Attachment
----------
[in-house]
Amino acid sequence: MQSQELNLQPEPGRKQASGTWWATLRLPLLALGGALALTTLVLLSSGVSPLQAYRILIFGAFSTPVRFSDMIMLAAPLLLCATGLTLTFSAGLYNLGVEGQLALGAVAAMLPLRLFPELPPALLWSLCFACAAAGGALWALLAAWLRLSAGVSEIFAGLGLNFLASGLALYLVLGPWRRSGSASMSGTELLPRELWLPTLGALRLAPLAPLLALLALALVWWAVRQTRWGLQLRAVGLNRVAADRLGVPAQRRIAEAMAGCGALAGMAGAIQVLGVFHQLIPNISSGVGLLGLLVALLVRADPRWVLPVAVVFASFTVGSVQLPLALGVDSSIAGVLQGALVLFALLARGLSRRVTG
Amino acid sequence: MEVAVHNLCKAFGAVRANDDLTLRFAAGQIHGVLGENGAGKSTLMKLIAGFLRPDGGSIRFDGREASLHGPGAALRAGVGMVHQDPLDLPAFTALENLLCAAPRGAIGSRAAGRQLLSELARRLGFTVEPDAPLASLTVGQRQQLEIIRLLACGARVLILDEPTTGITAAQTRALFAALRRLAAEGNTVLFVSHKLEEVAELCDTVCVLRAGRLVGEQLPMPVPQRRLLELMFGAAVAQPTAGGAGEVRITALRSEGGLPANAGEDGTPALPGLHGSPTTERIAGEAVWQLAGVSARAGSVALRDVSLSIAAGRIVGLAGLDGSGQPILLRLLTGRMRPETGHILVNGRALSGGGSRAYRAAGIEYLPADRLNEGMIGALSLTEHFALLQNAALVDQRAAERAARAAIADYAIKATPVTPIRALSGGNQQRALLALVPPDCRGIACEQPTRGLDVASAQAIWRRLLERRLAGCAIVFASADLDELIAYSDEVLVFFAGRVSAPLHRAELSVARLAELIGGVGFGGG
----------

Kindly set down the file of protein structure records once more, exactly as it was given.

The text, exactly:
[in-house]
Amino acid sequence: MQSQELNLQPEPGRKQASGTWWATLRLPLLALGGALALTTLVLLSSGVSPLQAYRILIFGAFSTPVRFSDMIMLAAPLLLCATGLTLTFSAGLYNLGVEGQLALGAVAAMLPLRLFPELPPALLWSLCFACAAAGGALWALLAAWLRLSAGVSEIFAGLGLNFLASGLALYLVLGPWRRSGSASMSGTELLPRELWLPTLGALRLAPLAPLLALLALALVWWAVRQTRWGLQLRAVGLNRVAADRLGVPAQRRIAEAMAGCGALAGMAGAIQVLGVFHQLIPNISSGVGLLGLLVALLVRADPRWVLPVAVVFASFTVGSVQLPLALGVDSSIAGVLQGALVLFALLARGLSRRVTG
Amino acid sequence: MEVAVHNLCKAFGAVRANDDLTLRFAAGQIHGVLGENGAGKSTLMKLIAGFLRPDGGSIRFDGREASLHGPGAALRAGVGMVHQDPLDLPAFTALENLLCAAPRGAIGSRAAGRQLLSELARRLGFTVEPDAPLASLTVGQRQQLEIIRLLACGARVLILDEPTTGITAAQTRALFAALRRLAAEGNTVLFVSHKLEEVAELCDTVCVLRAGRLVGEQLPMPVPQRRLLELMFGAAVAQPTAGGAGEVRITALRSEGGLPANAGEDGTPALPGLHGSPTTERIAGEAVWQLAGVSARAGSVALRDVSLSIAAGRIVGLAGLDGSGQPILLRLLTGRMRPETGHILVNGRALSGGGSRAYRAAGIEYLPADRLNEGMIGALSLTEHFALLQNAALVDQRAAERAARAAIADYAIKATPVTPIRALSGGNQQRALLALVPPDCRGIACEQPTRGLDVASAQAIWRRLLERRLAGCAIVFASADLDELIAYSDEVLVFFAGRVSAPLHRAELSVARLAELIGGVGFGGG